Phew! A collective sigh of relief is heard across the art world. Not from every dealer in town: Some, for sure, must be frantically checking through their paperwork and shipping orders in the wake of District Attorney Robert M. Morgenthau's declared crusade against sales tax evasions on art purchases. But for us aesthetes, a disaster has been averted. Dennis Kozlowski's taste, it transpires, is about as dubious as his ethics (if the indictment against him proves valid).
OK, he likes some of the obvious stuff. He bought himself a Monet and a Renoir. No number of chocolate boxes and Hallmark cards can really do anything to dent the aura of these great, sumptuous, deservedly popular masters. But they are the "masters" that a Business Week-nominated "Most Aggressive C.E.O." would gravitate toward with Pavlovian predictability. These Impressionists go with the territory of yachts, racehorses, and Lamborghinis. And judging by the reproductions I saw of the Renoir and Monet in the newspaper this morning, neither is really museum quality—they are very "safe," conservative choices.
But when Mr. Kozlowski trusted his own eye with lesser-known artists, Kitsch with a capital K caught up with crass fiscal cheapness. The man who allegedly risked his fortune and social standing for avoidance of New York's 8.25 percent sales taxes pinned his reputation on some pretty dire stuff.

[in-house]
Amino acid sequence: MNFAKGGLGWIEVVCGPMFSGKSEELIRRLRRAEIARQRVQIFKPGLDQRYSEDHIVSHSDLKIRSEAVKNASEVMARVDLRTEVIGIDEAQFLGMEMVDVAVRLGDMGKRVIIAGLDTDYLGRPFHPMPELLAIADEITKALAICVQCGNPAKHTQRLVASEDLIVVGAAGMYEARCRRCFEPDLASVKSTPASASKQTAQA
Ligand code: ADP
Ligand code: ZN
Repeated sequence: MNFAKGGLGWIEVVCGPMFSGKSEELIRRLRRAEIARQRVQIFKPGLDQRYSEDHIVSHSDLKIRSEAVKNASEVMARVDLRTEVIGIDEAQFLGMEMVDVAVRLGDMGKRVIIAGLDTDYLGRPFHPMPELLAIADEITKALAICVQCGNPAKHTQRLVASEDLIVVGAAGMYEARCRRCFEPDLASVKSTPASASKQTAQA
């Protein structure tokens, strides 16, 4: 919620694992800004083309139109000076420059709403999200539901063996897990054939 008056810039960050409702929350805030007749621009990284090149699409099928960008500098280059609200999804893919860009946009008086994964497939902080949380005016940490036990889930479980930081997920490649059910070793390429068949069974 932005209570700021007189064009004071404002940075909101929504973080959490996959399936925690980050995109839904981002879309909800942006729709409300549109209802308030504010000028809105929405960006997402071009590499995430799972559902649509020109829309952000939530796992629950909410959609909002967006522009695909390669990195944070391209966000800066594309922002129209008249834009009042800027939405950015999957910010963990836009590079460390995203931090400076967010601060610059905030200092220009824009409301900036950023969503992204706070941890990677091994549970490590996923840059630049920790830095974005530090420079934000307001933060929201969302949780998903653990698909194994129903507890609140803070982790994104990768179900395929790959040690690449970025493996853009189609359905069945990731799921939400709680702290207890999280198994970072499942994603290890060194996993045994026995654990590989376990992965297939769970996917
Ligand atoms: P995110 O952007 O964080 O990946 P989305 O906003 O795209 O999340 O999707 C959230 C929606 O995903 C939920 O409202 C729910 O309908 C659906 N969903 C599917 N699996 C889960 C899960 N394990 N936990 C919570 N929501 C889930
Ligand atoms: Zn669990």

Starting with the archvillain of Bad Art, Adolphe-William Bouguereau. For the best part of a century, his has been a name synonymous with schlock. Bouguereau was the crowd-puller at the Parisian Salon at the very time of the exclusion of today's crowd-pleasers, the very Impressionists with whom he now shares Kozlowski wall space. As it happens, Po-Mo revisionist art historians have recently attempted to rehabilitate this painter of pearly nudes. Indeed, Bouguereau was so over the top, it is hard not to read him as playing some clever deconstructive game with taste, even though of course he wasn't. He can be found, for instance, on Madonna's walls, alongside Tamara de Lempicka and Frida Kahlo. But there he makes a different kind of sense. He is, as it were, Madonna's found object (like the legendary urinal that Duchamp declared a fountain). Even without having been to Chez Kozlowski, one nonetheless suspects that there a urinal is just a urinal.
On the subject of which, our Most Aggressive C.E.O. next splashed out on an Alfred Munnings. Again, this painter of saccharine, illustrational hunting scenes might well be ripe for revival from the clever-clever brigade (if Rockwell, why not Munnings?). But Munnings will surely always be best remembered as the president of the Royal Academy of Arts who got drunk at his institution's annual dinner, which was broadcast live by the BBC, denounced Matisse's work as "aesthetic juggling," and blustered that "my horses may be all wrong, but I'm damned sure that [Henry Moore's Madonna and Child ] isn't right." On another occasion, a private art school in his country 'hood run by a gay couple burned down. (The fire was started, accidentally, by a pupil named Lucian Freud.) Munnings drove past the next day in an open-top car shouting, "Hurrah," and "Down with modern art."
Is there any point in wanting a gent with below-average morals to have below-average taste? Aesthetes might want to believe that ethics is merely good taste extended to the domain of social relations, but there have been way too many instances of ogres with a good eye, from the pyromaniac Nero to the plundering Goering. I say that if poor Mr. Kozlowski is to contemplate a grim future, let him find consolation, in the meantime, in the murky Victorian street scenes of the passable academic John Atkinson Grimshaw. (With Bouguereau and Munnings, Grimshaw brought Mr. Kozlowski's bill at Richard Green to $1.98 million, shipping—but of course not tax—included).